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The Tools to Fly
A project supporting Indonesia's vocational and technical education system helps students from low-income families achieve their career goals.
Since she was a young child, Jakarta student Dinda Layalia has been fascinated with anything that flies. Butterflies, dragonflies, birds, kites, and – her most favorite of all – airplanes.
"I just love airplanes," said Dinda, now 17. "When I was a young child I (would) always run and wave at any airplane flying overhead. I could not remember why but together with my friends, I always waved and shouted at the top of my lungs, asking the pilot to drop us money. It was so silly."
Knowing their daughter's facination with airplanes, Dinda's mother and father took her plane spotting at a nearby airport when she was still in kindergarten. The little journey set the course for her future - that day, Dinda decided she would work on an airplane when she grew up.
When Dinda graduated from Junior High School three years ago, she asked to enrol in an aviation vocational school. Her parents initially rejected the idea, preferring to send her to a regular high school, just like any other girl her age.
But Dinda did not want to go to general high school, because she knew that it would be difficult for her parents to send her to university to study aviation engineering. Dinda's father is an employee at a private company and her mother cares for the couple's five children at home. An expensive education was beyond their reach. Dinda knew that by attending a vocational school, she could secure employment as an airplane mechanic right after graduation and attend university later.
The school she hoped to attend, SMK Negeri Penerbangan 29 Jakarta, was known – and is still known – as a school for boys. Less than 10 per cent of the 890 students are girls. The school's programs in mechanical engineering, electronical engineering, refrigeration and aviation are traditionally more attractive to boys.
But Dinda's determination finally convinced her parents to let her go.
Dinda is now in the third and final year of her study in avionic engineering. Many graduates usually work as airplane mechanics, but a few have had the opportunity to join the airforce, continue their studies and become commercial airline pilots.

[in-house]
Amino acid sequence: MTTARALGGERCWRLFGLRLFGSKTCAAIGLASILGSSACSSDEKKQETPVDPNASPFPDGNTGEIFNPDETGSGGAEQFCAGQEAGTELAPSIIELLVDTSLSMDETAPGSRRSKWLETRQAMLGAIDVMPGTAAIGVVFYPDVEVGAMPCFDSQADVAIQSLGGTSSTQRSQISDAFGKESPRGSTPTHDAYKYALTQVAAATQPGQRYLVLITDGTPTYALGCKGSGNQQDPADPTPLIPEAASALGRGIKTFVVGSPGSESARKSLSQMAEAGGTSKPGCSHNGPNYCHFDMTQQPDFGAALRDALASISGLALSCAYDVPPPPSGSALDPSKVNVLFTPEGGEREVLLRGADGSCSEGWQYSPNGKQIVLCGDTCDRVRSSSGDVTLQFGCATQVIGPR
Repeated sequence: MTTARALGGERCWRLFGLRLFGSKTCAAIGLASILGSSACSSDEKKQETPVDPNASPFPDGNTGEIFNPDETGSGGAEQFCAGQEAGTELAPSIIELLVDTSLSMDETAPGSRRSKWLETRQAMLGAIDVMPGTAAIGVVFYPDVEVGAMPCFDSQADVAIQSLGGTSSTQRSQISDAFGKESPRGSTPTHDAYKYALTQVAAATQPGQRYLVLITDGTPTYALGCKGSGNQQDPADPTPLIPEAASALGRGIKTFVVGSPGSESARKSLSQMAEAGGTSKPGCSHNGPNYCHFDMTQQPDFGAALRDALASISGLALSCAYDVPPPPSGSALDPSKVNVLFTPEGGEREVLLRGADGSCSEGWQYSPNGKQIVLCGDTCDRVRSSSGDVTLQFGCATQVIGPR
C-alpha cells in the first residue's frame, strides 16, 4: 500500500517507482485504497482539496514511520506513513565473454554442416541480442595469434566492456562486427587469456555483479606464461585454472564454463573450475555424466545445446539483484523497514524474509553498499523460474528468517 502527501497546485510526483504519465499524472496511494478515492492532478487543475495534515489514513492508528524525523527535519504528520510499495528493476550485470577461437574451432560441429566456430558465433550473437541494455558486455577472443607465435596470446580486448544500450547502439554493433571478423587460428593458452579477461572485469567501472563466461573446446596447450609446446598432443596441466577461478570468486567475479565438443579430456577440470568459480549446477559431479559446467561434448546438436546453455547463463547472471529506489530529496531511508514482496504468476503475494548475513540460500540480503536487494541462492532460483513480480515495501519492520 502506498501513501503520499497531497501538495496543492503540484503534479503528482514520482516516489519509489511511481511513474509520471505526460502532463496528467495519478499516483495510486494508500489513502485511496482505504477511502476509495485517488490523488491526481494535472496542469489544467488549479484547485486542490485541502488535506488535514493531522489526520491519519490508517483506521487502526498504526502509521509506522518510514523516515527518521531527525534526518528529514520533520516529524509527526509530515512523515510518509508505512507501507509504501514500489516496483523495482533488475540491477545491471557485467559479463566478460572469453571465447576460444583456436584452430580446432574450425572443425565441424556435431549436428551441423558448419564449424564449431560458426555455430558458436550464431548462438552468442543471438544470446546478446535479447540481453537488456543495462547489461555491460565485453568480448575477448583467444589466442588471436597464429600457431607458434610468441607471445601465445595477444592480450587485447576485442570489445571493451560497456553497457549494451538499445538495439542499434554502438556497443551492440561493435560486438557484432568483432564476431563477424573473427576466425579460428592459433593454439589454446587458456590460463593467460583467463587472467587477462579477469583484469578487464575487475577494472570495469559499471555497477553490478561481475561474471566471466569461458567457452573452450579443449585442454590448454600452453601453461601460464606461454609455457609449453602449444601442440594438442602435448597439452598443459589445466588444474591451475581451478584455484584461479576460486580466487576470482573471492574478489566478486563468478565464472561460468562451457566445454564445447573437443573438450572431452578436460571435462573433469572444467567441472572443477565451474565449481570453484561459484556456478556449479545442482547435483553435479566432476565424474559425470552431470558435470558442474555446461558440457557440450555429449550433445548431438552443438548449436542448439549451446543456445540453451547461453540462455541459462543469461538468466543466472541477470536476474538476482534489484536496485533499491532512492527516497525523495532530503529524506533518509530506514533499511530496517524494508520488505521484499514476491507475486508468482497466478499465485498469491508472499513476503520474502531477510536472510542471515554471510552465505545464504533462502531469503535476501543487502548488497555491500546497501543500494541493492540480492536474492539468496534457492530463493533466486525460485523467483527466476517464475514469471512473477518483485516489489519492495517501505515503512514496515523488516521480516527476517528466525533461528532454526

"Many students at this school come from a low income family. They know the school is the window of opportunity for them to reach their dreams. In fact, for some it could be the only opportunity available to them," said Dedy Dwitagama, the school's principal.
SMK Negeri Penerbangan 29 is one of 300 Indonesian vocational schools supported by ADB's Vocational Educational Strengthening Project (INVEST), which supports government efforts to strengthen technical and vocational education to improve labor market opportunities for high school graduates and ensure sufficient skilled labor for Indonesia's economic and industrial development.
"The Government wanted to ensure that the country produces skilled workers who meet the standard demand of the industry, especially since more investors are expected to come following the country's recent credit ratings improvement to investment grade. Improvement of vocational education in Indonesia is key to meeting the increasing demand for skilled workers," said Sutarum Wiryono, ADB education specialist in charge of the project.
Reaching their dreams
Under INVEST, ADB provided support for improvements to school facilities and curricula, upgrading of equipment and training for teachers.
At SMK Negeri Penerbangan 29, ADB helped develop the workshop for plane assembly, built and renovated classrooms, purchased equipment and gave teachers the opportunity to advance their knowledge through training and by establishing a community of practice in the country.
The support has allowed many students, including Dinda, to get a better education that will help them reach their dream. Dinda's determination has made her one the best students at a school dominated by boys.
Dinda was involved in a school project with 200 fellow students to assemble a four-seater airplane, called Jabiru, which made media headlines in Indonesia and overseas recently. The school purchased the plane's parts from Australia and assembled the plane in its garage. Jabiru was completed at the end of January 2012 and will have a test flight in February once a flight licence has been secured from the government.
As one of the school's top students, Dinda was recently invited to a job test at PT Garuda Maintenance Facility, an airplane maintenance unit under the country's flag carrier Garuda. She hopes she will be one of those selected to work for the company.
"ADB is happy to be part of this process. We hope our support will enable more students like Dinda to fulfill their dream, secure their future and allow them to spread their wings and fly like Jabiru," Sutarum said.